OSAGYEFO DR. KWAME NKRUMAH
Black History Heroes Blog
Kwame Nkrumah was born September 21, 1909 at Nkroful in the western Region, Gold Coast (now Ghana). He was originally named after Francis Nwia-Kofi, an honored family personality. Son of goldsmith Kofi Ngonloma of the Asona Clan and Elizabeth Nyanibah of the Anona Clan,
Baptized a Roman Catholic, Nkrumah spent nine years at the Roman Catholic elementary school in nearby Half Assini.
Nkrumah showed an early thirst for education. In 1930, Nkrumah completed studies at the acclaimed Prince of Wales’ Achimota School in Accra and started his career as a teacher at Roman Catholic junior schools in Elmina and Axim and at a seminary.
Dr. Kwegyir Aggrey, Assistant Vice Principal and the first African staff member at the college, became his mentor.
Increasingly drawn to politics, Nkrumah decided to pursue further studies in the United States. He entered Lincoln University in Pennsylvania in 1935 and, after graduating in 1939, obtained master’s degrees from Lincoln and from the University of Pennsylvania. He studied the literature of socialism, notably Karl Marx and Vladimir Lenin, and of nationalism, especially Marcus Garvey, the Black American leader of the 1920s.
During his U.S. undergraduate studies, Nkrumah also pledged the predominately African-American Phi Beta Sigma Fraternity, an academic honor society. He is said to have introduced African traditional steps to the fraternity's stepping tradition, including cane stepping.
Eventually, Nkrumah came to describe himself as a “nondenominational Christian and a Marxist socialist.” He also immersed himself in political work, reorganizing and becoming president of the African Students’ Organization of the United States and Canada. He left the United States in May 1945, and travelled to England and while there Nkrumah organized the 5th Pan-African Congress in Manchester, England and began networking through organizations like the West African Students' Union, where he served as vice-president. This same year he officially changed his name from Francis Nwia-Kofi to Kwame Nkrumah. Meanwhile, in the Gold Coast, J.B. Danquah had formed the United Gold Coast Convention (UGCC) to work for self-government by constitutional means.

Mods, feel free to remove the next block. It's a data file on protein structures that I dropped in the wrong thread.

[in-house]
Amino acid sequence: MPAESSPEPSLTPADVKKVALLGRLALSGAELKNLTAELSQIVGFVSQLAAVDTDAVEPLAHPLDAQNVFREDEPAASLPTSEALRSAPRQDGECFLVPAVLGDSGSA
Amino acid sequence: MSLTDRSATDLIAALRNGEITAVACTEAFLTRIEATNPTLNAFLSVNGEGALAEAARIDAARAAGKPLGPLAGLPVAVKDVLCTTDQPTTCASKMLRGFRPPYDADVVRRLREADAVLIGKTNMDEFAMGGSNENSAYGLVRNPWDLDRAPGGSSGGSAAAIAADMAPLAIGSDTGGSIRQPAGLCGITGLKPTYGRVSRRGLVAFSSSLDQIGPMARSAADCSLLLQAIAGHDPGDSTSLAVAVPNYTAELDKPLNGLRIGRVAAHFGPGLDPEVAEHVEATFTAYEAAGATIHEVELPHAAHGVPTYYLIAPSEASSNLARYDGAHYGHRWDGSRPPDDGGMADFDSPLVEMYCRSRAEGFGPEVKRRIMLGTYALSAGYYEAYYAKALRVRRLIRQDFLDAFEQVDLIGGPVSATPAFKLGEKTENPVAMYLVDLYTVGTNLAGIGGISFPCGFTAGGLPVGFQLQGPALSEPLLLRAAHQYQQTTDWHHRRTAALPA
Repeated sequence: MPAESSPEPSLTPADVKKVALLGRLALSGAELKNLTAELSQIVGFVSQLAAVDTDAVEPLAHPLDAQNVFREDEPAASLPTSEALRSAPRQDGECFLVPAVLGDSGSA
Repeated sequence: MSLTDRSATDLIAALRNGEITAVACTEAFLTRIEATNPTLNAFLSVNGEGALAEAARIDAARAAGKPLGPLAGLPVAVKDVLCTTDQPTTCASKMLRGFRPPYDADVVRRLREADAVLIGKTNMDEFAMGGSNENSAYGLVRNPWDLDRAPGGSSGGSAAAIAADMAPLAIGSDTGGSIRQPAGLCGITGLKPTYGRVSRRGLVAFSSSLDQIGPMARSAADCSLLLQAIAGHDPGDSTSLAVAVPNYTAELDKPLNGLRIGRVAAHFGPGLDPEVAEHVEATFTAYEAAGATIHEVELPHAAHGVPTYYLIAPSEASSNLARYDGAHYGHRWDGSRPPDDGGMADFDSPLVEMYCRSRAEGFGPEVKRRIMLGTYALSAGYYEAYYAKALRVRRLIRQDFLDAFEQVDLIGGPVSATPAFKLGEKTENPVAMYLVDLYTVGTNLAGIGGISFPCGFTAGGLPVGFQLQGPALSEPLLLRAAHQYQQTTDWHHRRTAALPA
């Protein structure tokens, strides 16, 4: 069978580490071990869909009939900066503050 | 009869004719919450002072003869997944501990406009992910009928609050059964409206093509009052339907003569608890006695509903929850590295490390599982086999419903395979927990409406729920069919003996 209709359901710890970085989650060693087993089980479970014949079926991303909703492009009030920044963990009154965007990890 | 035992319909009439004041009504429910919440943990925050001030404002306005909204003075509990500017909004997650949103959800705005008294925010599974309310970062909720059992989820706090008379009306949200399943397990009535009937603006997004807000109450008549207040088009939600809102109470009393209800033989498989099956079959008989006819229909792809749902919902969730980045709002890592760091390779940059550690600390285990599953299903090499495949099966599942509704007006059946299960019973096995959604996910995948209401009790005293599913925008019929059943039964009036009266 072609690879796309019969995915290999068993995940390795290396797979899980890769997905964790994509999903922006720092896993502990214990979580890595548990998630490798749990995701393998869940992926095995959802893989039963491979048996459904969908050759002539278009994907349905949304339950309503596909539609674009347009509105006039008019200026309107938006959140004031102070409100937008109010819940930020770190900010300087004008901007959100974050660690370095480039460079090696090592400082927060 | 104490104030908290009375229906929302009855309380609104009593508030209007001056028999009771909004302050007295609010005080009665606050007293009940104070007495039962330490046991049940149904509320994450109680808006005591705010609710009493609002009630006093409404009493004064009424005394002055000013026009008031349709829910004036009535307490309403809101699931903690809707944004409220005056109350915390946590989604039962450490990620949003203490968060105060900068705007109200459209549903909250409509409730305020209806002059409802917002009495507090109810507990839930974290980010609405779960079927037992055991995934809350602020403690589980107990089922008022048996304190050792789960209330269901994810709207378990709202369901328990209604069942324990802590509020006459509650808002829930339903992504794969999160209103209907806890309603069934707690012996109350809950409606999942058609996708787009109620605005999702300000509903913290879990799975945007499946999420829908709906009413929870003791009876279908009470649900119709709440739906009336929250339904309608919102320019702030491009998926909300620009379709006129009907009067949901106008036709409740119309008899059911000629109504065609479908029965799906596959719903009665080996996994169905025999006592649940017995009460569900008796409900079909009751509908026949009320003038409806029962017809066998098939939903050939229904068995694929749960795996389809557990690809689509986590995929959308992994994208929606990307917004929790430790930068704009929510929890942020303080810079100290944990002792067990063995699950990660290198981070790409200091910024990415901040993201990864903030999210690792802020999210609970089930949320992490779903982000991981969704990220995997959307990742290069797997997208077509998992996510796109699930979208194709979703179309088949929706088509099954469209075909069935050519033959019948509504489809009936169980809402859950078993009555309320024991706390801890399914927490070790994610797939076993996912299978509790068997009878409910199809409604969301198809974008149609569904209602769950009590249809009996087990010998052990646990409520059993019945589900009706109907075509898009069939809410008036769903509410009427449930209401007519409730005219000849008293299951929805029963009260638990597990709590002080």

Invited to serve as the UGCC’s general secretary, Nkrumah returned home in late 1947. As general secretary, he addressed meetings throughout the Gold Coast and began to create a mass base for the new movement. When extensive riots occurred in February 1948, the British briefly arrested Nkrumah and other leaders of the UGCC.
supporters of Nkrumah, he formed in June 1949 the new Convention Peoples’ Party (CPP), a mass-based party that was committed to a program of immediate self-government. In January 1950, Nkrumah initiated a campaign of “positive action,” involving nonviolent protests, strikes, and noncooperation with the British colonial authorities.
OSAGYEFO DR KWAME NKRUMAH
First President of Ghana (1957-1966)
Africa's number one
The pathfinder, Hero, Charismatic and brave leader. He is a man who had great influence over the greater part of Africa. Leader of the Pan African movement in America and Europe.
Date of Birth: 18th September 1909
Time of Birth: 11:14am
Place of Birth: Nkroful
Longitude: 2.32- deg W
Latitude: 5 deg N
Time Zone: 0
Longitude of Meridian: 0